Understanding the importance of Black Superheroes
You’d think Black superheroes would seem out of place in a country (and by proxy a world) living under a Trump regime. But instead, Black superheroes are experiencing a renaissance of sorts. Three major Black superhero-led entertainment vehicles have captured the public’s attention within the last year or so. And together they are important because, in their own way, each of these shows represents their own form of resistance.
Just a week before the 2016 election, Marvel’s Luke Cage debuted its first season on Netflix. It wasn’t Mike Colter’s first appearance as the Black hero from Harlem (he first showed up in Marvel’s Jessica Jones a year before), but his series was largely a departure from the prior Marvel shows Netflix hosted. Cage was about a Black man who gained his superpowers from being subjected to illegal experimentation while in prison under a false conviction. And he didn’t fight villains for glory or fame. He fought to keep the streets of his city, Harlem, safe.
Many of us rallied around the image of this iconic character. His bulletproof skin and concern for his community symbolized the enduring strength of a people who prosper despite centuries of adversity. And the show itself was a vision of Black excellence. Its cast included heavy hitters like Alfre Woodard and Mahershala Ali and using hip-hop music as a backdrop.
Much of the same can be said about Marvel’s forthcoming Black Panther. Chadwick Boseman’s T’Challa was first introduced in Captain America: Civil War, stealing scenes and setting the stage for his own blockbuster. And building off of that performance, the anticipation is high for Black Panther, with the film already breaking records for the highest first-day presale tickets of any Marvel Cinematic Universe (MCU) movie, beating out the aforementioned Captain America: Civil War. The film is a veritable “who’s who” of Black Hollywood, featuring the likes of Lupita Nyongo, Angela Bassett, Forest Whitaker, and Michael B. Jordan. And Creed and Fruitvale Station director Ryan Coogler is helming this one too.
But most important is the symbolism that this film holds. T’Challa is the king of a prosperous African nation, the most prosperous and technologically advanced nation in the world. And his prime directive, above all others, is to defend the nation of Wakanda and its people. Black Panther represents the best of us, the pinnacle of what African diasporic people could be without Western intervention. And in a world where white supremacy can seem like an unconquerable foe, Black Panther personifies overcoming its institution.
Compare that to The CW’s newest superhero show Black Lightning. Based from the DC Comics book of the same name and from the minds of Mara Brock Akil and Salim Akil, Black Lightning follows Jefferson Pierce, a former superhero who hung up his tights to protect his family and transitioned into a role as a school principal. But a rising tide of gang activity, a direct threat to his daughters, and an uptick in the police force harassing civilians has brought him out of retirement.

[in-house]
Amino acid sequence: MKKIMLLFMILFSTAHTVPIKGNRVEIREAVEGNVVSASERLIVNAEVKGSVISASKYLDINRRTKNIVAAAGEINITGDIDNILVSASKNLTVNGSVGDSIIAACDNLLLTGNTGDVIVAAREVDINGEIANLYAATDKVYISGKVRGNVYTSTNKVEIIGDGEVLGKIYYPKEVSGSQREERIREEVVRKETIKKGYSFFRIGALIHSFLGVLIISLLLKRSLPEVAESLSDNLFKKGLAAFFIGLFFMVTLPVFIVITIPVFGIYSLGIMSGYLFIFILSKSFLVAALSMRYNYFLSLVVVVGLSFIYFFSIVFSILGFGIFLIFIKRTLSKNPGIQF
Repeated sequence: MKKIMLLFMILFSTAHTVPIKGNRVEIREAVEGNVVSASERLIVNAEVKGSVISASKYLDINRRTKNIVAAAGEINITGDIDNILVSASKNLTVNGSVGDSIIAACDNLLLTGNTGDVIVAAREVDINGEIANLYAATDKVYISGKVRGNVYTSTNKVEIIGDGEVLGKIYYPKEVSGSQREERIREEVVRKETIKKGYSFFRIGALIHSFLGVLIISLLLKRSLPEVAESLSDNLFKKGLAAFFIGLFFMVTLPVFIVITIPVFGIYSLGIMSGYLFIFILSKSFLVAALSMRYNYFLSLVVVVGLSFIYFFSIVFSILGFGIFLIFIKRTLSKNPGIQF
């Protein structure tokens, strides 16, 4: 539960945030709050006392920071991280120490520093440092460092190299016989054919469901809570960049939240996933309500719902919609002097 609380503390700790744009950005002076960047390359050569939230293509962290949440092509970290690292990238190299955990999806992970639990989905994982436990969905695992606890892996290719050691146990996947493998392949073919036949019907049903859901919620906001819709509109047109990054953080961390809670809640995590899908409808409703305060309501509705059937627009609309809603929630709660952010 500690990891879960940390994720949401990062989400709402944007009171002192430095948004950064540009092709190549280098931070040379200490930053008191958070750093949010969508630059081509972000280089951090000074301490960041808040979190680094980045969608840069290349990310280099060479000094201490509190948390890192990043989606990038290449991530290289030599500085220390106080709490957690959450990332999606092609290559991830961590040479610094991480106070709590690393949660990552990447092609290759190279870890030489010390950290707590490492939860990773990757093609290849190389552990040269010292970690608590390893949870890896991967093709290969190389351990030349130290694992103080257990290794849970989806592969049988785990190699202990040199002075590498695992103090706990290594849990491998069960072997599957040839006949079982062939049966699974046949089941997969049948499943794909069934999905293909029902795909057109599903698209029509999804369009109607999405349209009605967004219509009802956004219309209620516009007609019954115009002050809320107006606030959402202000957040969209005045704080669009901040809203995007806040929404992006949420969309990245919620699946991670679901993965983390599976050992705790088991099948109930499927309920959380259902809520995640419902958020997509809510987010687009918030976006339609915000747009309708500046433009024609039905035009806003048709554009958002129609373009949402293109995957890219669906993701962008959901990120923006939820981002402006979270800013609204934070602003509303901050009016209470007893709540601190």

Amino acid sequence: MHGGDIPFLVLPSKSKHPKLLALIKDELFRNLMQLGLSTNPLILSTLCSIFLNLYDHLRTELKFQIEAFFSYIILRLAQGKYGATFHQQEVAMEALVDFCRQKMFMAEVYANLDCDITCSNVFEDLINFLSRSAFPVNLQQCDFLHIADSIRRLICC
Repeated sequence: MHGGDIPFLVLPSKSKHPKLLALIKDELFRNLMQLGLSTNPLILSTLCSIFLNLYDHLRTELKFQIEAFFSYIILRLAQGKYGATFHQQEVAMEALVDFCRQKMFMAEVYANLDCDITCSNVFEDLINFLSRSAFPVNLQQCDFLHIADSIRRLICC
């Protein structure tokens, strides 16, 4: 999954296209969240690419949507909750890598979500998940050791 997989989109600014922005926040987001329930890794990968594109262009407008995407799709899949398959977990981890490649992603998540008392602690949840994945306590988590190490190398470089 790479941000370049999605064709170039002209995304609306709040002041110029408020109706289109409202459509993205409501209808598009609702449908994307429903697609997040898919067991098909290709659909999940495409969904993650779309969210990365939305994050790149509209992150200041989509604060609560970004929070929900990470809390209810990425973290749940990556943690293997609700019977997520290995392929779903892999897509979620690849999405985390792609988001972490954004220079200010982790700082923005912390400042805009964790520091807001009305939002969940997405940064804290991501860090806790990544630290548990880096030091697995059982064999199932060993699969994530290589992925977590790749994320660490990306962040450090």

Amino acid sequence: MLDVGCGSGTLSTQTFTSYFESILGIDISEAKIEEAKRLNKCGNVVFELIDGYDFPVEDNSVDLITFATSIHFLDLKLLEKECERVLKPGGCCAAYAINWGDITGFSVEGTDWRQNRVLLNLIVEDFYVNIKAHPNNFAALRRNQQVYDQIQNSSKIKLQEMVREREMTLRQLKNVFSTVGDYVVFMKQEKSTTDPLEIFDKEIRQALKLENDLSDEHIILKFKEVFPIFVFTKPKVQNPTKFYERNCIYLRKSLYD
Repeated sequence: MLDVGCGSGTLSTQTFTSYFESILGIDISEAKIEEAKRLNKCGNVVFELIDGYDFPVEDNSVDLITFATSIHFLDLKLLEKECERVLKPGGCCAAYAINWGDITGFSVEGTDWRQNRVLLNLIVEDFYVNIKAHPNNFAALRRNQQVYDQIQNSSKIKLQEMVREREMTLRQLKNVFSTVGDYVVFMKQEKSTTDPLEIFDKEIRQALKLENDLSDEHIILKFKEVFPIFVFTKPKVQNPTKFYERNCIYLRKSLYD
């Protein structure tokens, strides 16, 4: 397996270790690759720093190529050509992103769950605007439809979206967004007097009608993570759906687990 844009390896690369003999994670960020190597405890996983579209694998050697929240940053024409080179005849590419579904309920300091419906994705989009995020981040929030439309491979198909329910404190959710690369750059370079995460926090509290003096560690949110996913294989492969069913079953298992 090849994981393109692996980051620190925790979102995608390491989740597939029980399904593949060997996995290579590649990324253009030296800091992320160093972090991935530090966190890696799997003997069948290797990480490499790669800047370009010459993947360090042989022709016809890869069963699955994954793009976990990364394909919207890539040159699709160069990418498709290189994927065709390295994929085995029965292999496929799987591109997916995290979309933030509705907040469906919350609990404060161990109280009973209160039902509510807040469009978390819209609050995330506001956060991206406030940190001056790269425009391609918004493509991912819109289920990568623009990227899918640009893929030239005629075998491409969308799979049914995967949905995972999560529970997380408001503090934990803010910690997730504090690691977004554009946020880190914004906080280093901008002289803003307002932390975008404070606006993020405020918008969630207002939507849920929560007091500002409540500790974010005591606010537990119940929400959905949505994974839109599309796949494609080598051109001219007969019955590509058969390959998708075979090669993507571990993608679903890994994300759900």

And that is what sets Black Lightning apart. He fights for justice. And his brand of justice could require busting up a gang stronghold or lighting up law officers that might stand in his way. Black Lightning is for his community. He’s for empowerment. He’s for protecting those who cannot protect themselves.
And that message seems to be resonating with audiences. It was the CW’s highest-rated new series premiere in two years, clocking 2.3 million viewers and a 0.8 rating in adults 18-49 (Live+same day). The interest is there. Just like there was for Luke Cage and just like there is for Black Panther.
The importance of Black Superheroes
What ties each of these disparate stories together, from across different locales and comic brands, are the core themes of solidarity, community, and ownership. These heroes don’t fight for everyone. They don’t fight for “truth, justice, and the American way”. They’re not even out to stop crime and injustice wherever they live. These Black superheroes are fighting for their own people. They stand for community uplift and prosperity. And in that sense, they are more than just heroes. They are Black ideals personified and superpowered for the sake of Black people.
It’s nearly impossible to quantify how important it is that we be able to see people that look like us in entertainment, but the concept and image of a Black superhero is something special and unique.
My only wish is that in writing this, I wasn’t talking only about Black men.
The Black community, like the world at large, has a deep problem with patriarchy. And that problem crops up here in the superhero world as well, as strong Black women are relegated to supporting roles, even when they have superpowers themselves. It’s proof that even in the radicalism of their existence, there is still work to be done.
Before these properties, heroes like Captain America or Superman, white and/or American patriot archetypes whose main goals were to protect the innocent and be a universal symbol of greatness, dominated the superhero world. They didn’t service specific communities or hold special meaning for certain people. They were heroes for everyone. Luke Cage, Black Panther, and Black Lightning are heroes for us. This is a radical concept that many would have had us believe would be not starters amongst mainstream entertainment. But here they are thriving.
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